By Kyle Osborne
At a 1981 Van Halen concert in Austin, David Lee Roth, right in the middle of singing “Runnin’ With The Devil,” one of the band’s biggest hits, stopped to announce to the adoring crowd, “I forgot the f*ckin’ words, man.” The miscue was met with roaring approval. The audience had just experienced a “moment,” and they knew it. An unplanned part of a highly choreographed and pre-determined form of showbiz known as: The Rock Concert. This was, of course, in the days before the Internet and YouTube, so it was only by chance, and much later, that I learned from friends who’d seen the same tour, that Roth “forgot” the words, man, to that same song, in that same spot, every night of the tour. I felt like I’d been conned by the rocker who, after all, had always said he was as much inspired by Vaudeville as he was by any other rock band. Still, it seemed brilliantly sleazy. Perhaps, Roth really had forgotten the words the first time and, realizing it was an endearing flub that the fans could talk about, decided to re-enact the moment for all audiences.
Last night at the Verizon Center, some 31 years later, Roth was either up to his old tricks, or showing signs of wear and tear, when he announced, during the song “I’ll Wait, that “I forgot the f*ckin’ words!” Sadly, it wasn’t the only moment where the flamboyant front man seemed off his game.
Van Halen’s 2012 Tour has been one of the most anticipated in years, reuniting David Lee Roth,the original singer, with Eddie and Alex Van Halen. Original bassist Michael Anthony has been replaced by Eddie’s son, Wolfgang, who has shown some improvement in his playing and background vocals, but not enough to make one forget what an integral part of the Van Halen “sound” was due to Anthony’s underrated talents.
“Unchained” kicked off the set, and the foursome sounded great coming out of the chute. This was a stripped down, straight forward rock show. Only a song or two was even announced from the stage. At least the first 4 or 5 songs were played with no intros and no vamping from the previously loquacious Roth. Just song, fade down lights, song, lights out, song, etc. There was something refreshing about just hearing the tunes cranked out, one after another. Several songs from the band’s recently released CD, “A Different Kind of Truth” were rolled out with varying results; “Tattoo” was already familiar enough to the mostly over 35 crowd, that they could sing along with the chorus. “Chinatown” and “Blood And Fire” were met with palpable indifference.
By many published accounts, Eddie Van Halen hasn’t always been the cheeriest of fellows, but his beaming smile and undiminished guitar skills were the reason to be there. The guitar heads in the audience were treated to an IMAX size screen, letting them analyze Eddie’s fingering techniques with ease. As for Wolfgang, the poor kid seems uneasy on the giant stage—almost slightly embarrassed. Then again, Michael Anthony was always the most reserved onstage, too—maybe it’s fitting.
But as far as David Lee Roth was concerned, the night belonged to…., well, David Lee Roth. It must be said that the 57 year old still has graceful stage moves that combine martial arts moves with cheerleader kicks and something that looks like Yoga? His bows are as dramatic and drawn out as a ballerina’s, and he holds poses long enough for photographers to get their shots (thanks, Dave).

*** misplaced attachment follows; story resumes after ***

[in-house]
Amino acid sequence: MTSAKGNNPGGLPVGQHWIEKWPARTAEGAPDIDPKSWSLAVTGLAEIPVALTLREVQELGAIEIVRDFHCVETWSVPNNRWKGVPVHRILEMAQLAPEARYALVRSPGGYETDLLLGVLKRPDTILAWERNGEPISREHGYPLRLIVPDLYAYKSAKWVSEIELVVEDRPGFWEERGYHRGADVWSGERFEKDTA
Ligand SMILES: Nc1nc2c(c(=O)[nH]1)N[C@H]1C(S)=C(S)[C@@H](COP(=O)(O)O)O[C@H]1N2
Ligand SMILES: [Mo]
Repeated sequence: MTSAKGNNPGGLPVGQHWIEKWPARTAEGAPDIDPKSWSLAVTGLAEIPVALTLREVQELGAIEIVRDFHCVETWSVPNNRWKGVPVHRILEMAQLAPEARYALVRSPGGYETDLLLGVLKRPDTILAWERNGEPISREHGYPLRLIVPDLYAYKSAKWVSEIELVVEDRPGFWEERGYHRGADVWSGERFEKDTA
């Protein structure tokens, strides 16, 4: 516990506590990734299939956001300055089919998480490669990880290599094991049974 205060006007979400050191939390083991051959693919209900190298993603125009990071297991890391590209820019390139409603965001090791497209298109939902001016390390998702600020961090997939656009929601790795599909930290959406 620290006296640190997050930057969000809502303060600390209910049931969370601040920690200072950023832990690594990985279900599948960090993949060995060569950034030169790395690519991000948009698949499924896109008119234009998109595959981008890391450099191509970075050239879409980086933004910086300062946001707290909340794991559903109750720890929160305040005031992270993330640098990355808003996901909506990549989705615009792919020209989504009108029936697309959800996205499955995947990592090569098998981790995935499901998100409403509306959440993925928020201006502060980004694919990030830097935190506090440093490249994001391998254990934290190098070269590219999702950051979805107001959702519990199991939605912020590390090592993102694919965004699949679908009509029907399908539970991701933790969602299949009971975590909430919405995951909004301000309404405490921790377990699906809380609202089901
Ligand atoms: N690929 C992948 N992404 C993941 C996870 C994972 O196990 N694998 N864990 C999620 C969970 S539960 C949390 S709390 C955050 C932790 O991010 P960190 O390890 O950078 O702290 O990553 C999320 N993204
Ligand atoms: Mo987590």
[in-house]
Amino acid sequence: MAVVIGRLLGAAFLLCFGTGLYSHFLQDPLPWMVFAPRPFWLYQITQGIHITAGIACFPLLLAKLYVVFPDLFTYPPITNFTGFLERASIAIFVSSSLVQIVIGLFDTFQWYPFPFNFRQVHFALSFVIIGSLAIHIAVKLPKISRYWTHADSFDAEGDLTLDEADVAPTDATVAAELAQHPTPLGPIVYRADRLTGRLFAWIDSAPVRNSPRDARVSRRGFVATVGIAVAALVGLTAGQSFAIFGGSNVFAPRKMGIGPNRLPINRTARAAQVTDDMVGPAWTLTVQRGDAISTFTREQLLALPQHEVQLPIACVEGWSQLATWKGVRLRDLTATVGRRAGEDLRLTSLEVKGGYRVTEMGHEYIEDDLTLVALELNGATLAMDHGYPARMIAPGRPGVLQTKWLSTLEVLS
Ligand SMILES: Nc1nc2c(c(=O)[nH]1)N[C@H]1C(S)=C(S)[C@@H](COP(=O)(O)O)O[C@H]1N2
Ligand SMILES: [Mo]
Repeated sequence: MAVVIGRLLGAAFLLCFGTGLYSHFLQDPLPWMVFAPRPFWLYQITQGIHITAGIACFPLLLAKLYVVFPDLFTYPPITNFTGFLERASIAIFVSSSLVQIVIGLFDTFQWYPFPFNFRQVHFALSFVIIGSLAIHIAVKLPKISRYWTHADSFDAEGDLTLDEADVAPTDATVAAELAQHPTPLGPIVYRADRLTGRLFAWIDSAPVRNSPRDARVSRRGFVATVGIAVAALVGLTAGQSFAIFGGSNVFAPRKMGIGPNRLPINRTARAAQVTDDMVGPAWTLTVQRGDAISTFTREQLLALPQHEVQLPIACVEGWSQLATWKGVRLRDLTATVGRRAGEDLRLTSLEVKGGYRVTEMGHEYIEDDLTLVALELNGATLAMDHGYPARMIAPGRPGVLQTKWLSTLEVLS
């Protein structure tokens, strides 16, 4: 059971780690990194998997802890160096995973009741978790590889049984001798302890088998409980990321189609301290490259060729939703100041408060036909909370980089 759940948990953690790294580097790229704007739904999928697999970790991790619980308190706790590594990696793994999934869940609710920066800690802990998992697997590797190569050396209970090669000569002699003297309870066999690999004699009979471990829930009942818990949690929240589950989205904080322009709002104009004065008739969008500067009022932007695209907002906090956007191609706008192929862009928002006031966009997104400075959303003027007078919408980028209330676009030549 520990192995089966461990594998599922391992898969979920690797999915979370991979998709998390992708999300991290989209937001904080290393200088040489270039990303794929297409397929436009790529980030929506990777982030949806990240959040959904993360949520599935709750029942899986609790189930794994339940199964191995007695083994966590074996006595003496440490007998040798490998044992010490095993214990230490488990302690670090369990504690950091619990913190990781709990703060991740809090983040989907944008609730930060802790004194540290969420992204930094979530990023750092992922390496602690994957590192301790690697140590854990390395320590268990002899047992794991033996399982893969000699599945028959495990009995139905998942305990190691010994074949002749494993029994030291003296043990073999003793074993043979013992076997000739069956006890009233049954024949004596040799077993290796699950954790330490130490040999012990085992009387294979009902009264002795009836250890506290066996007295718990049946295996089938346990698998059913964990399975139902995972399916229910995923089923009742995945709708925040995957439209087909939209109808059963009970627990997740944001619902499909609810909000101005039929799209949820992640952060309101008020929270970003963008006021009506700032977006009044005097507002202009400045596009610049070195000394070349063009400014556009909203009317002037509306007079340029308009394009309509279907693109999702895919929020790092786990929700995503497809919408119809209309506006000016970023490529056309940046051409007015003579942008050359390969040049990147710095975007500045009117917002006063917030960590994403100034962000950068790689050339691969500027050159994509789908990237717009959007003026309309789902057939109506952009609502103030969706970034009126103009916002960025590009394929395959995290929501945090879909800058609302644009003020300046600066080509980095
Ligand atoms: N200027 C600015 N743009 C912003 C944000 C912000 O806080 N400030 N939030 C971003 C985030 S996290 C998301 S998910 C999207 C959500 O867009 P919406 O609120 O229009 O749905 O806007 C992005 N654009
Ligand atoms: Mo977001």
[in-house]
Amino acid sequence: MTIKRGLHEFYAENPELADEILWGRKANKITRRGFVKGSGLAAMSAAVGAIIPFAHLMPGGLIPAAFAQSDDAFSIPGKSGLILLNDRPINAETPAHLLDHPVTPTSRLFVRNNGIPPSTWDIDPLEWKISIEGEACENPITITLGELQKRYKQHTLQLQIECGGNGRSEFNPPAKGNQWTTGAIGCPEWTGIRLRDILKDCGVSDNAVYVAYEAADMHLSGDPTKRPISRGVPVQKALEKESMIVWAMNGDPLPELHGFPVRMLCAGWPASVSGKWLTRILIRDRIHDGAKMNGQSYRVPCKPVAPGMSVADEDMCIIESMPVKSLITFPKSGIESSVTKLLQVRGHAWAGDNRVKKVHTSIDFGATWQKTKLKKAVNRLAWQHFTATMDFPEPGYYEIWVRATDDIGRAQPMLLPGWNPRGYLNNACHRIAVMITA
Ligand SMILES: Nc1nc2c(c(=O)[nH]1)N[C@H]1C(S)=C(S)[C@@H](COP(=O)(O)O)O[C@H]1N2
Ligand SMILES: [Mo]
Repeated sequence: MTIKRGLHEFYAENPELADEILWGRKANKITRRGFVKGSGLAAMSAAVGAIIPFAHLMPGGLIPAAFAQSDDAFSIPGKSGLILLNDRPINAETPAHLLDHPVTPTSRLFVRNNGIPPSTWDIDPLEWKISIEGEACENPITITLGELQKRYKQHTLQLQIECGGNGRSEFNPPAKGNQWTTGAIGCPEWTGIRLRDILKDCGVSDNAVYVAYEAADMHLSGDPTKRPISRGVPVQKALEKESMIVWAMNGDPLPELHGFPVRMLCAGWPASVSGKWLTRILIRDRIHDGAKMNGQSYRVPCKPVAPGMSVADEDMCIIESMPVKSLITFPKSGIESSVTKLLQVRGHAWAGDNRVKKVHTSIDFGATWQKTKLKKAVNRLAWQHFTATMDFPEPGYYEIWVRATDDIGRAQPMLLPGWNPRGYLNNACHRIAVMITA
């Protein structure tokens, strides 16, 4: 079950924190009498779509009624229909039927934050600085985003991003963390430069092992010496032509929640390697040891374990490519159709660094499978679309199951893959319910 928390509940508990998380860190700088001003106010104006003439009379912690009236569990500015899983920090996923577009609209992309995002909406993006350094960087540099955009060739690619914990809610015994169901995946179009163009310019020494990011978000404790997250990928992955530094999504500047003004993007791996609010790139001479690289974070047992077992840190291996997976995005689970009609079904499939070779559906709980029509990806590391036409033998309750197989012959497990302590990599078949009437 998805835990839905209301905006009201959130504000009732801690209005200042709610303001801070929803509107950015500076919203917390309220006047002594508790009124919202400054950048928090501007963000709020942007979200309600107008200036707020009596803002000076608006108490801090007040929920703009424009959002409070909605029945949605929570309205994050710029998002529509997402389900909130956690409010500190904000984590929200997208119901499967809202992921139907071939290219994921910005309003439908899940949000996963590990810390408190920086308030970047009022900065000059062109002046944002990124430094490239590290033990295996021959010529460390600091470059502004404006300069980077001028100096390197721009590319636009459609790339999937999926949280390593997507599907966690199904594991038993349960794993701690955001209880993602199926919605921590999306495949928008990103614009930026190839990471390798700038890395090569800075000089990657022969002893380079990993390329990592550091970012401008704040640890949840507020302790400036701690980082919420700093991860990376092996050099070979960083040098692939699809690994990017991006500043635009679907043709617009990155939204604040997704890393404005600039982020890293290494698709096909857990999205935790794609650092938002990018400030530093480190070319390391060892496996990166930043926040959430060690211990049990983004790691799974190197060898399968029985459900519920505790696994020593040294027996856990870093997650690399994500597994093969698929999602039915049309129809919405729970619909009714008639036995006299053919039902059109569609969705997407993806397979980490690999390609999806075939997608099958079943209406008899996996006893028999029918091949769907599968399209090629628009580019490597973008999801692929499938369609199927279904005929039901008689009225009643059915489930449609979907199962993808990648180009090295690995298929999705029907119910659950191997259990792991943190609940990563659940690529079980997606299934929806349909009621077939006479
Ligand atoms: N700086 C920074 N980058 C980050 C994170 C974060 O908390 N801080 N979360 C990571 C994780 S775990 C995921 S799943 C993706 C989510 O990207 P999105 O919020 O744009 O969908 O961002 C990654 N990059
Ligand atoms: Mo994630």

What Roth could not do last night was sing well. “Dance The Night Away” was an embarrassment, with the kind of “pitchy-ness” that would make Simon Cowell’s eyes roll. Roth seemed to alternate between talk-singing and going for notes that are no longer within his reach. Maybe it was the air conditioning? He yelled at the Verizon Center to “turn the f*ckin’ blowers off!,” something he has reportedly done at other venues along the route this tour. Is it the cool air, or maybe too much strain on his vocal chords? Whatever the reason, it was more exciting to watch Roth slip and slide on a special floor that was put down for him, than it was to hear the once great band leader struggle with his notes. He also came in late on several tunes, putting the band “off-time” for a few moments here and there.
Not to say that the show was a total loss—Eddie and Alex Van Halen remain among the best at what they do. Alex lays down a backbeat with no fuss, wearing shades that, Roth said, made him look the “Cheetos Tiger.” The stage and lighting were top notch, and the number of songs squeezed into the set made a concert goer feel as if he’s gotten his money’s worth.
But for a critic who counts the first 6 Van Halen albums as among the best in rock history, the reality that even charismatic rock stars get old and crotchety was a bummer. At the end of the set, Roth didn’t even want to bother with the age old tradition of leaving the stage and waiting to be called back for the inevitable encore. “We don’t have to leave the stage, do we? You guys want an encore, right?” With that, the band started playing “Jump” and some confetti cannons popped (at least there was that homage to old school Arena shows).
An audience member who’d had just enough 8 dollar beers to speak his mind, shouted out, “Hang “em up, David, you’re done.” A lot of people heard the self-appointed analyst, but no one shouted him down or gave him a dirty look. Instead, there was an uncomfortable pause—as if the people within earshot were giving serious consideration to those comments. I know I was.
Here is the Set List from the Verizon Center show last night.
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